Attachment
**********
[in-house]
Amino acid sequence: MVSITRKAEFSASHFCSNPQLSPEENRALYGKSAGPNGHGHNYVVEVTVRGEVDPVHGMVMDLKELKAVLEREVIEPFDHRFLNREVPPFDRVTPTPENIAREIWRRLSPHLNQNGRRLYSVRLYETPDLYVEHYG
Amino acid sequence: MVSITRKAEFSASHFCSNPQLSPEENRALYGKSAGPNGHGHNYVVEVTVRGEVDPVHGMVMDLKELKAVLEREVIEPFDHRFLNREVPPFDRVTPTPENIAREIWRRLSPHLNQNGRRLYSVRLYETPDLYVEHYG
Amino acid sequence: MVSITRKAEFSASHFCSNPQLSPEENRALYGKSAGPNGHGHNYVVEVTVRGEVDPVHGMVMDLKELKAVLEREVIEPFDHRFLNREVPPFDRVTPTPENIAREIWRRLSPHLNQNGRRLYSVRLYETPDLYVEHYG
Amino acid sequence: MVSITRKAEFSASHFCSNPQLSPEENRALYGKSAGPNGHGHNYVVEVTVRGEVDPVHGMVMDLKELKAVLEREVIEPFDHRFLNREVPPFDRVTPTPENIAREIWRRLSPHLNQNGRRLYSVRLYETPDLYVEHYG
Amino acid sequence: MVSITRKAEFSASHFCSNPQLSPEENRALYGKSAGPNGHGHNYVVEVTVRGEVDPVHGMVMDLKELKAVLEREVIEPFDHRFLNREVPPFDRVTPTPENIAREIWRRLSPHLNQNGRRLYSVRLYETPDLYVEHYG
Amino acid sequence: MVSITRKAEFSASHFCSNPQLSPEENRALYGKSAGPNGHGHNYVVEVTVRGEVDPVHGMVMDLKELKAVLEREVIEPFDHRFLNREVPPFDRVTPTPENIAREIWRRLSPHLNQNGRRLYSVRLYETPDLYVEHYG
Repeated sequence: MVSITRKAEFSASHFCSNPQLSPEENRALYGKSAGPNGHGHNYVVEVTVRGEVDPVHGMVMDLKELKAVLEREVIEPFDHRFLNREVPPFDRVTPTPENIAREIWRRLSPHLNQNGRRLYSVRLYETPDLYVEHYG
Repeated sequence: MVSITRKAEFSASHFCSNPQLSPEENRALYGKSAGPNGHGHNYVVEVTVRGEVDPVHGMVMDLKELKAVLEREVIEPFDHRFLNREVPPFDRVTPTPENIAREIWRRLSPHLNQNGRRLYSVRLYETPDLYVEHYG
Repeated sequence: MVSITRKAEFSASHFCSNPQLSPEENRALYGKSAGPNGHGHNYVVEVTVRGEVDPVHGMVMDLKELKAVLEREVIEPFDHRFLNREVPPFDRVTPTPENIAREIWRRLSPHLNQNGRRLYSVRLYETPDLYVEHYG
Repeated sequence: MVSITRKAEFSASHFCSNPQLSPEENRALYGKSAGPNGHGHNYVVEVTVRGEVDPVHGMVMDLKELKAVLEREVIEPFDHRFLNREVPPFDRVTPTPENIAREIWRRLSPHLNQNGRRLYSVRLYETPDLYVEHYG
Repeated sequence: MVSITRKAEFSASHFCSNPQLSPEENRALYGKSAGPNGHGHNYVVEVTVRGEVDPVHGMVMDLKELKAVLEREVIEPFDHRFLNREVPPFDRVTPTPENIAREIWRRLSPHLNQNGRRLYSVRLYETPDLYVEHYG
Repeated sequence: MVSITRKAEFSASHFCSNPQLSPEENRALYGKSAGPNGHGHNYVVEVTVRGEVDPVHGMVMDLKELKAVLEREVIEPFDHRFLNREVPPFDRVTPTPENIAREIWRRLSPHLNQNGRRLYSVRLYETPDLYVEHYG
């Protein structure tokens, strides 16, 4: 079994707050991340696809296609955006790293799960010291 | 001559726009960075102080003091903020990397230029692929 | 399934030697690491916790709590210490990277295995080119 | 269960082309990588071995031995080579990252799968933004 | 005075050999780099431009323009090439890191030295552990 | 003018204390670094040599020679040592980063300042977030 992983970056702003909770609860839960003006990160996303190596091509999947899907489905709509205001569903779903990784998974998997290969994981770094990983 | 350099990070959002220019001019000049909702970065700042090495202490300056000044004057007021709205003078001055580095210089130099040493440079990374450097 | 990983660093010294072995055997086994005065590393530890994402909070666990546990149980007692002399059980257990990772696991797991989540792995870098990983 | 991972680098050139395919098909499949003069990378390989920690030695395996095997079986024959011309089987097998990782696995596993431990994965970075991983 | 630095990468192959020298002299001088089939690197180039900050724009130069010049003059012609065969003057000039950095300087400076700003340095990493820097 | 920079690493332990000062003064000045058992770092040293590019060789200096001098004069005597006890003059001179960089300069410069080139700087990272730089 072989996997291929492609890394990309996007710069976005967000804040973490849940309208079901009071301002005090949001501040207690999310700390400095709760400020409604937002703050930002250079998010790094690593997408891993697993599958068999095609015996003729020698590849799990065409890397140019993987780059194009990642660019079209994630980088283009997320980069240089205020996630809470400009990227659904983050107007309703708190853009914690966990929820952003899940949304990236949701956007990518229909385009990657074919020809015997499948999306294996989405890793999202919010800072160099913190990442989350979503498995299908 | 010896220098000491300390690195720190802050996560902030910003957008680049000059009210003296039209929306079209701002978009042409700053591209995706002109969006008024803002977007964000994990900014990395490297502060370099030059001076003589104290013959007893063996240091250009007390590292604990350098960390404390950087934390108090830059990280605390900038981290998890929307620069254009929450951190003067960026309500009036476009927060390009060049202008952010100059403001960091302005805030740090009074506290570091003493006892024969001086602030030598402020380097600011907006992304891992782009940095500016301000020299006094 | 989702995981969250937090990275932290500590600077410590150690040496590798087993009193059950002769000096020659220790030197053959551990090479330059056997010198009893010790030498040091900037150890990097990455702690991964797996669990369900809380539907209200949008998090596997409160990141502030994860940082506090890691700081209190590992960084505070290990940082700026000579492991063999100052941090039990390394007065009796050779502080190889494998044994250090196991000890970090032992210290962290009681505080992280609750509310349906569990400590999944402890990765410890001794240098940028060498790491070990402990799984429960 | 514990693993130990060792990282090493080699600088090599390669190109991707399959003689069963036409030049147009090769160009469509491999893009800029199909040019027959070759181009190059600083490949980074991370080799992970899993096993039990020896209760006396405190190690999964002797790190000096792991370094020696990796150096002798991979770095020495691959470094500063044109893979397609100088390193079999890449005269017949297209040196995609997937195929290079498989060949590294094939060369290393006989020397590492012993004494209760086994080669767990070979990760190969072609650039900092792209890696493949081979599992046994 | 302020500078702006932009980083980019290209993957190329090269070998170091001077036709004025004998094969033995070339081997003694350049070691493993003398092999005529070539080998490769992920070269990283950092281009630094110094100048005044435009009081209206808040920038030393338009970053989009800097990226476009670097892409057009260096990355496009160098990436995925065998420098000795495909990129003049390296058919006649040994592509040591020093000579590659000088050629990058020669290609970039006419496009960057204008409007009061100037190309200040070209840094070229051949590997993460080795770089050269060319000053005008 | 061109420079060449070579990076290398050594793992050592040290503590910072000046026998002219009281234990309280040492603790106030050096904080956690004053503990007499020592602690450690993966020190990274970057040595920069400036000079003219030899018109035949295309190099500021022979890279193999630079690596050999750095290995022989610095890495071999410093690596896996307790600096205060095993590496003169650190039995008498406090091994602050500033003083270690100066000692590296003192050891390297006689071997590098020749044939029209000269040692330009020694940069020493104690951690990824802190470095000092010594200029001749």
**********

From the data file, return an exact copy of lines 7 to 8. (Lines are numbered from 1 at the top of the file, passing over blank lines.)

Amino acid sequence: MVSITRKAEFSASHFCSNPQLSPEENRALYGKSAGPNGHGHNYVVEVTVRGEVDPVHGMVMDLKELKAVLEREVIEPFDHRFLNREVPPFDRVTPTPENIAREIWRRLSPHLNQNGRRLYSVRLYETPDLYVEHYG
Repeated sequence: MVSITRKAEFSASHFCSNPQLSPEENRALYGKSAGPNGHGHNYVVEVTVRGEVDPVHGMVMDLKELKAVLEREVIEPFDHRFLNREVPPFDRVTPTPENIAREIWRRLSPHLNQNGRRLYSVRLYETPDLYVEHYG